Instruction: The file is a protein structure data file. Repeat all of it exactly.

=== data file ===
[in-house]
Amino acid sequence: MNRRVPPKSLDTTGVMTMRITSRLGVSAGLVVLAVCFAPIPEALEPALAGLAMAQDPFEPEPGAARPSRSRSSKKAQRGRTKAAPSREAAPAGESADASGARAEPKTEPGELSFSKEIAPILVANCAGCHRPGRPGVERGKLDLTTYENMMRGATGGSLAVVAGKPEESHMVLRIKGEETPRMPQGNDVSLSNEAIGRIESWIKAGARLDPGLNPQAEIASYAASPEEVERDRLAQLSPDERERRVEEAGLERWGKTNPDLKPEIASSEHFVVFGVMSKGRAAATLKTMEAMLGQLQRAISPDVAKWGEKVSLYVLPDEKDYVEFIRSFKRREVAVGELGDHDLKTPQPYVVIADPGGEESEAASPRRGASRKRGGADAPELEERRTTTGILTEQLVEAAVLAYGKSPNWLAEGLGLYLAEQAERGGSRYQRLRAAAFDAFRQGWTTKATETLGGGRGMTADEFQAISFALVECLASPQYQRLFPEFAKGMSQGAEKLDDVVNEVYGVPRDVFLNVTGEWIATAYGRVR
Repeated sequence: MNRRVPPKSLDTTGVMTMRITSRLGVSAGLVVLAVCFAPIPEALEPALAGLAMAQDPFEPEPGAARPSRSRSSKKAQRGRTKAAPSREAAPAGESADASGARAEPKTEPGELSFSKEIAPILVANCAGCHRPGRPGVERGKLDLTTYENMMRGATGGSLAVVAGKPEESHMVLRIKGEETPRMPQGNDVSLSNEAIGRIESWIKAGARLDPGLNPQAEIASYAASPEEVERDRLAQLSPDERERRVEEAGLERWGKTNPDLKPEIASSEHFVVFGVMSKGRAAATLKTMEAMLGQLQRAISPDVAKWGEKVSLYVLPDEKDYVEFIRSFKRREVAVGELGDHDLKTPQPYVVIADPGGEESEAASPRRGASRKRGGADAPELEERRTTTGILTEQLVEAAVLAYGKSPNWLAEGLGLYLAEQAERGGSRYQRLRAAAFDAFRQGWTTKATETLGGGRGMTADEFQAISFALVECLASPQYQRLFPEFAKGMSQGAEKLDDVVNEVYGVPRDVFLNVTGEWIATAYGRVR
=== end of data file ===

[in-house]
Amino acid sequence: MNRRVPPKSLDTTGVMTMRITSRLGVSAGLVVLAVCFAPIPEALEPALAGLAMAQDPFEPEPGAARPSRSRSSKKAQRGRTKAAPSREAAPAGESADASGARAEPKTEPGELSFSKEIAPILVANCAGCHRPGRPGVERGKLDLTTYENMMRGATGGSLAVVAGKPEESHMVLRIKGEETPRMPQGNDVSLSNEAIGRIESWIKAGARLDPGLNPQAEIASYAASPEEVERDRLAQLSPDERERRVEEAGLERWGKTNPDLKPEIASSEHFVVFGVMSKGRAAATLKTMEAMLGQLQRAISPDVAKWGEKVSLYVLPDEKDYVEFIRSFKRREVAVGELGDHDLKTPQPYVVIADPGGEESEAASPRRGASRKRGGADAPELEERRTTTGILTEQLVEAAVLAYGKSPNWLAEGLGLYLAEQAERGGSRYQRLRAAAFDAFRQGWTTKATETLGGGRGMTADEFQAISFALVECLASPQYQRLFPEFAKGMSQGAEKLDDVVNEVYGVPRDVFLNVTGEWIATAYGRVR
Repeated sequence: MNRRVPPKSLDTTGVMTMRITSRLGVSAGLVVLAVCFAPIPEALEPALAGLAMAQDPFEPEPGAARPSRSRSSKKAQRGRTKAAPSREAAPAGESADASGARAEPKTEPGELSFSKEIAPILVANCAGCHRPGRPGVERGKLDLTTYENMMRGATGGSLAVVAGKPEESHMVLRIKGEETPRMPQGNDVSLSNEAIGRIESWIKAGARLDPGLNPQAEIASYAASPEEVERDRLAQLSPDERERRVEEAGLERWGKTNPDLKPEIASSEHFVVFGVMSKGRAAATLKTMEAMLGQLQRAISPDVAKWGEKVSLYVLPDEKDYVEFIRSFKRREVAVGELGDHDLKTPQPYVVIADPGGEESEAASPRRGASRKRGGADAPELEERRTTTGILTEQLVEAAVLAYGKSPNWLAEGLGLYLAEQAERGGSRYQRLRAAAFDAFRQGWTTKATETLGGGRGMTADEFQAISFALVECLASPQYQRLFPEFAKGMSQGAEKLDDVVNEVYGVPRDVFLNVTGEWIATAYGRVR